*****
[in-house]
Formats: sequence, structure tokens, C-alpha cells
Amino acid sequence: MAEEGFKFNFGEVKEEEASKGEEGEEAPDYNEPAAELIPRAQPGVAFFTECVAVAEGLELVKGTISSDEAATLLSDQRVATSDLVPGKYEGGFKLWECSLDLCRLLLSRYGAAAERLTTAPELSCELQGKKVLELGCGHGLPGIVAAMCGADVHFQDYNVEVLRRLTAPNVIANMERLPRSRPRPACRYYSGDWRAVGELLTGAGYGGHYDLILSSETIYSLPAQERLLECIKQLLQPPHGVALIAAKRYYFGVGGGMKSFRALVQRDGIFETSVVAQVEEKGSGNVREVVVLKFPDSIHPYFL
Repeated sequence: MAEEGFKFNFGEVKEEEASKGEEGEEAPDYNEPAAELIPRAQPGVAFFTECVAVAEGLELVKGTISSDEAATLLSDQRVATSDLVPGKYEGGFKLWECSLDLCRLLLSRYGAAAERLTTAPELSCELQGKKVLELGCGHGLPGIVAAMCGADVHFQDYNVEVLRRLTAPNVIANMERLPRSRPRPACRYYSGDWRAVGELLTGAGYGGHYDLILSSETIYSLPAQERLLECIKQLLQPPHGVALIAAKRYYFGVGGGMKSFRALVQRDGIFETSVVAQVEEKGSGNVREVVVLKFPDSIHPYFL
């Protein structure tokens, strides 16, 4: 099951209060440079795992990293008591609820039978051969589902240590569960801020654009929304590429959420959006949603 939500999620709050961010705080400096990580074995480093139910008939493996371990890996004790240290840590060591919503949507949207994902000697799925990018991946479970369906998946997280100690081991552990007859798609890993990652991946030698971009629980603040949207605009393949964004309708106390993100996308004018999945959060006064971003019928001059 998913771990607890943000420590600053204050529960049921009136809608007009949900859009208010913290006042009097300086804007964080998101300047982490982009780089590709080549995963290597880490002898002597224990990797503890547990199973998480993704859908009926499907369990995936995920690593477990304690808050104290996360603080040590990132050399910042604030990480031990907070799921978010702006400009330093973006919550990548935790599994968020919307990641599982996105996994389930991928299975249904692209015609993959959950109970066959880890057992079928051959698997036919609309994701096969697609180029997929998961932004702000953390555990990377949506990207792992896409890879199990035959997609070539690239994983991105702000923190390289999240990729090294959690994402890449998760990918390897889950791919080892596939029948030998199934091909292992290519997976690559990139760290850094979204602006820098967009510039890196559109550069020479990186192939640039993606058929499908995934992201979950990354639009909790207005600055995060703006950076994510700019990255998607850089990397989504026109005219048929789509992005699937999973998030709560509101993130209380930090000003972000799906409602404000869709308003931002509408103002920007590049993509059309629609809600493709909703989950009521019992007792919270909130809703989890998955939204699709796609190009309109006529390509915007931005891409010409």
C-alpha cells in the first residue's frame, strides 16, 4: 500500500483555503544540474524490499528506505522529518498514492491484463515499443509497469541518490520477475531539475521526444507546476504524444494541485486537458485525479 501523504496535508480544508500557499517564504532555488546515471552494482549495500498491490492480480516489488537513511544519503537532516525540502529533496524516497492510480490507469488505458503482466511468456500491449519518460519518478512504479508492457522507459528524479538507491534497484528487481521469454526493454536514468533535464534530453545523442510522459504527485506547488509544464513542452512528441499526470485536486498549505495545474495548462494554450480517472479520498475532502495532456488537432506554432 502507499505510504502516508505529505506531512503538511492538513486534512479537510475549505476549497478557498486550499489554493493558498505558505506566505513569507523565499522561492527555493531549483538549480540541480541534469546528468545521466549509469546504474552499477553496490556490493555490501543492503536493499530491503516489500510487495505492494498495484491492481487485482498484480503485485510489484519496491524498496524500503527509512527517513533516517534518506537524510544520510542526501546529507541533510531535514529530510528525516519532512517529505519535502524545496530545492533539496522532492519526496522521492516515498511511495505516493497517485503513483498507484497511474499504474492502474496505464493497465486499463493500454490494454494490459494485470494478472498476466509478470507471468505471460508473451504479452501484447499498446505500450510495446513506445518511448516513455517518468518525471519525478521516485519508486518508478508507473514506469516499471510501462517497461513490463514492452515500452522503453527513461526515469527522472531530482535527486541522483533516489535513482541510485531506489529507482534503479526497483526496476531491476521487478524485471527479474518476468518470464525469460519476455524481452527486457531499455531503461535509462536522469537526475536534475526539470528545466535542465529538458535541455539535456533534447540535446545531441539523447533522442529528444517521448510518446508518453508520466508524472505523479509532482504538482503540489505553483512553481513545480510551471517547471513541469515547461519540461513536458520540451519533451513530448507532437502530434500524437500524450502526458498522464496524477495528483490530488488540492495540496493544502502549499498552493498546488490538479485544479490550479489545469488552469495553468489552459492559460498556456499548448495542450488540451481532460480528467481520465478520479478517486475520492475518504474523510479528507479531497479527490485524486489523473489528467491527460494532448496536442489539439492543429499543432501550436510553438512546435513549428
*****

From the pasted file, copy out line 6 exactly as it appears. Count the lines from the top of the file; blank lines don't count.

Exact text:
C-alpha cells in the first residue's frame, strides 16, 4: 500500500483555503544540474524490499528506505522529518498514492491484463515499443509497469541518490520477475531539475521526444507546476504524444494541485486537458485525479 501523504496535508480544508500557499517564504532555488546515471552494482549495500498491490492480480516489488537513511544519503537532516525540502529533496524516497492510480490507469488505458503482466511468456500491449519518460519518478512504479508492457522507459528524479538507491534497484528487481521469454526493454536514468533535464534530453545523442510522459504527485506547488509544464513542452512528441499526470485536486498549505495545474495548462494554450480517472479520498475532502495532456488537432506554432 502507499505510504502516508505529505506531512503538511492538513486534512479537510475549505476549497478557498486550499489554493493558498505558505506566505513569507523565499522561492527555493531549483538549480540541480541534469546528468545521466549509469546504474552499477553496490556490493555490501543492503536493499530491503516489500510487495505492494498495484491492481487485482498484480503485485510489484519496491524498496524500503527509512527517513533516517534518506537524510544520510542526501546529507541533510531535514529530510528525516519532512517529505519535502524545496530545492533539496522532492519526496522521492516515498511511495505516493497517485503513483498507484497511474499504474492502474496505464493497465486499463493500454490494454494490459494485470494478472498476466509478470507471468505471460508473451504479452501484447499498446505500450510495446513506445518511448516513455517518468518525471519525478521516485519508486518508478508507473514506469516499471510501462517497461513490463514492452515500452522503453527513461526515469527522472531530482535527486541522483533516489535513482541510485531506489529507482534503479526497483526496476531491476521487478524485471527479474518476468518470464525469460519476455524481452527486457531499455531503461535509462536522469537526475536534475526539470528545466535542465529538458535541455539535456533534447540535446545531441539523447533522442529528444517521448510518446508518453508520466508524472505523479509532482504538482503540489505553483512553481513545480510551471517547471513541469515547461519540461513536458520540451519533451513530448507532437502530434500524437500524450502526458498522464496524477495528483490530488488540492495540496493544502502549499498552493498546488490538479485544479490550479489545469488552469495553468489552459492559460498556456499548448495542450488540451481532460480528467481520465478520479478517486475520492475518504474523510479528507479531497479527490485524486489523473489528467491527460494532448496536442489539439492543429499543432501550436510553438512546435513549428